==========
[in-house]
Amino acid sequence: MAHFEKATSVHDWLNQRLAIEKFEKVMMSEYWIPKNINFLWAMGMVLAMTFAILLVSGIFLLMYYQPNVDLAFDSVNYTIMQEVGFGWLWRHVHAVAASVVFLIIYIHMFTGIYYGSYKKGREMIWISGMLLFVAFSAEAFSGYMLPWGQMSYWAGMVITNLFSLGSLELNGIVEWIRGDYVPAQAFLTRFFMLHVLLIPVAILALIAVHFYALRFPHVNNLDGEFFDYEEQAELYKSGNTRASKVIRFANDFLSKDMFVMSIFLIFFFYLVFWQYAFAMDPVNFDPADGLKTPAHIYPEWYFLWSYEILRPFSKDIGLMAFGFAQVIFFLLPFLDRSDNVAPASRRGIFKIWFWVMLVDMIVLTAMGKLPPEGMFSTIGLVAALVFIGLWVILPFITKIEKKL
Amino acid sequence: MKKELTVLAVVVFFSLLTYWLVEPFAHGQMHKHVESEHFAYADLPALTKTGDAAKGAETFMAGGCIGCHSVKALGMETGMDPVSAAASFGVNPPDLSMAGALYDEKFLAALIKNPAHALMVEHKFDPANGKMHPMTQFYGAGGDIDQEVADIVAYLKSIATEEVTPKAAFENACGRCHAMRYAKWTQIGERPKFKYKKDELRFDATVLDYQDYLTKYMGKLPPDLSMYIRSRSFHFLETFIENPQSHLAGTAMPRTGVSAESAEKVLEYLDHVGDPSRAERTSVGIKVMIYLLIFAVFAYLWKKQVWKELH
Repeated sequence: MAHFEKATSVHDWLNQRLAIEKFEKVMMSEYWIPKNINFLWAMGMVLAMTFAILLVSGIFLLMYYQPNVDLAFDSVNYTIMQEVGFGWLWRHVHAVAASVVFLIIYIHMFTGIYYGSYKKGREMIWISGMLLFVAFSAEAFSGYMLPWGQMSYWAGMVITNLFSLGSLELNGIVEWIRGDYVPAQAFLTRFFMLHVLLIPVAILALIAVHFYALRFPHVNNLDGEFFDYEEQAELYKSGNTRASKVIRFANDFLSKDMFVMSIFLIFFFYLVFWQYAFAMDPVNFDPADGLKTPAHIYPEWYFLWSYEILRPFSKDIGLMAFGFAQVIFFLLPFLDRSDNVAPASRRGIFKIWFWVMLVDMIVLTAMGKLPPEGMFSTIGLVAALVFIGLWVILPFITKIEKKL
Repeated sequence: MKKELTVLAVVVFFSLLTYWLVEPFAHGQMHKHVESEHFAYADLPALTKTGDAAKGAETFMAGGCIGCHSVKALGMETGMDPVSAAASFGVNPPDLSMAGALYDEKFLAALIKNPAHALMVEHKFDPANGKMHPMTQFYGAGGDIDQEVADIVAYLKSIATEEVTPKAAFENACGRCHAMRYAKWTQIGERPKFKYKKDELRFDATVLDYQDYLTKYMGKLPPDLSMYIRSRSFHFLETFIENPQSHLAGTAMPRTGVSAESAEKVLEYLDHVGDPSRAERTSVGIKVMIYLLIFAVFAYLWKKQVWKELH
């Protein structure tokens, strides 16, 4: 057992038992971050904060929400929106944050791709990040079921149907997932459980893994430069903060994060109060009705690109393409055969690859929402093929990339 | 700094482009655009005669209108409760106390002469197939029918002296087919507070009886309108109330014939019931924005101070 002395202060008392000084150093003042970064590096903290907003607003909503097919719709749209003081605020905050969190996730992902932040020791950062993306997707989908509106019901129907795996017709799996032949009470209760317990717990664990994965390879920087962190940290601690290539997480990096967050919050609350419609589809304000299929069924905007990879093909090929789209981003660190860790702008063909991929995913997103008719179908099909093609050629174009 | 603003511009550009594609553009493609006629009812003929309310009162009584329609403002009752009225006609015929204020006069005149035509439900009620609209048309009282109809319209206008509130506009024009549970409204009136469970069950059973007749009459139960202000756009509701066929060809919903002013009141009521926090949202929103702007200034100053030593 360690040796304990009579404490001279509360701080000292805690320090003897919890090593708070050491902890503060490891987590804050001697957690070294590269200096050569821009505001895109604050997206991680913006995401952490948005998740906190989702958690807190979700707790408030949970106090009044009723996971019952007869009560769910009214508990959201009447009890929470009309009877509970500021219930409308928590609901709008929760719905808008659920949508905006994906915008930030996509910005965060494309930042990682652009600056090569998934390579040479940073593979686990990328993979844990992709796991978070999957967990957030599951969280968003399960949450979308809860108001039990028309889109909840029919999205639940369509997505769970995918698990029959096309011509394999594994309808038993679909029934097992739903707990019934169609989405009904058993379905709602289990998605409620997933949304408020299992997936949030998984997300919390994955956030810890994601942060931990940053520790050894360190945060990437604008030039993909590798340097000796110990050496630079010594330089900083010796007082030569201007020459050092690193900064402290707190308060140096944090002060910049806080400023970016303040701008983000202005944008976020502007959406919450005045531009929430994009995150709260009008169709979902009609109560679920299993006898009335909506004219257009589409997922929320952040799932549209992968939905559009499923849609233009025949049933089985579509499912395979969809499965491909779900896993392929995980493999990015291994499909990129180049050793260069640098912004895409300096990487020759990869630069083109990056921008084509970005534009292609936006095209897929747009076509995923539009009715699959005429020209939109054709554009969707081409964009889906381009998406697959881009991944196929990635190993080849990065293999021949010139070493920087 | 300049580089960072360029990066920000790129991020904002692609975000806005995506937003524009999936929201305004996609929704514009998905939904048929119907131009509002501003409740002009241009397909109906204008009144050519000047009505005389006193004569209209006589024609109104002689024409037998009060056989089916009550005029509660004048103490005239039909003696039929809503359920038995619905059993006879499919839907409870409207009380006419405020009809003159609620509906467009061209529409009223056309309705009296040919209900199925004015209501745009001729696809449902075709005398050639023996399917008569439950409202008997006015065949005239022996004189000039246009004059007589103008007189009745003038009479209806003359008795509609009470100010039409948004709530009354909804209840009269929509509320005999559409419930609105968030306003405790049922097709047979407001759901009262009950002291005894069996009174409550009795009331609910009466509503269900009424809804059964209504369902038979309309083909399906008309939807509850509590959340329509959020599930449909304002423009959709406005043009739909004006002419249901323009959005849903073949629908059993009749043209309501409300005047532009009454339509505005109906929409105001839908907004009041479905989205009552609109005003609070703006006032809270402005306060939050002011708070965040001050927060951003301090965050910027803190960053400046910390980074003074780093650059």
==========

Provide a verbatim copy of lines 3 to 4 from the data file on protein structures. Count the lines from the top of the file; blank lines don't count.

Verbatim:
Amino acid sequence: MKKELTVLAVVVFFSLLTYWLVEPFAHGQMHKHVESEHFAYADLPALTKTGDAAKGAETFMAGGCIGCHSVKALGMETGMDPVSAAASFGVNPPDLSMAGALYDEKFLAALIKNPAHALMVEHKFDPANGKMHPMTQFYGAGGDIDQEVADIVAYLKSIATEEVTPKAAFENACGRCHAMRYAKWTQIGERPKFKYKKDELRFDATVLDYQDYLTKYMGKLPPDLSMYIRSRSFHFLETFIENPQSHLAGTAMPRTGVSAESAEKVLEYLDHVGDPSRAERTSVGIKVMIYLLIFAVFAYLWKKQVWKELH
Repeated sequence: MAHFEKATSVHDWLNQRLAIEKFEKVMMSEYWIPKNINFLWAMGMVLAMTFAILLVSGIFLLMYYQPNVDLAFDSVNYTIMQEVGFGWLWRHVHAVAASVVFLIIYIHMFTGIYYGSYKKGREMIWISGMLLFVAFSAEAFSGYMLPWGQMSYWAGMVITNLFSLGSLELNGIVEWIRGDYVPAQAFLTRFFMLHVLLIPVAILALIAVHFYALRFPHVNNLDGEFFDYEEQAELYKSGNTRASKVIRFANDFLSKDMFVMSIFLIFFFYLVFWQYAFAMDPVNFDPADGLKTPAHIYPEWYFLWSYEILRPFSKDIGLMAFGFAQVIFFLLPFLDRSDNVAPASRRGIFKIWFWVMLVDMIVLTAMGKLPPEGMFSTIGLVAALVFIGLWVILPFITKIEKKL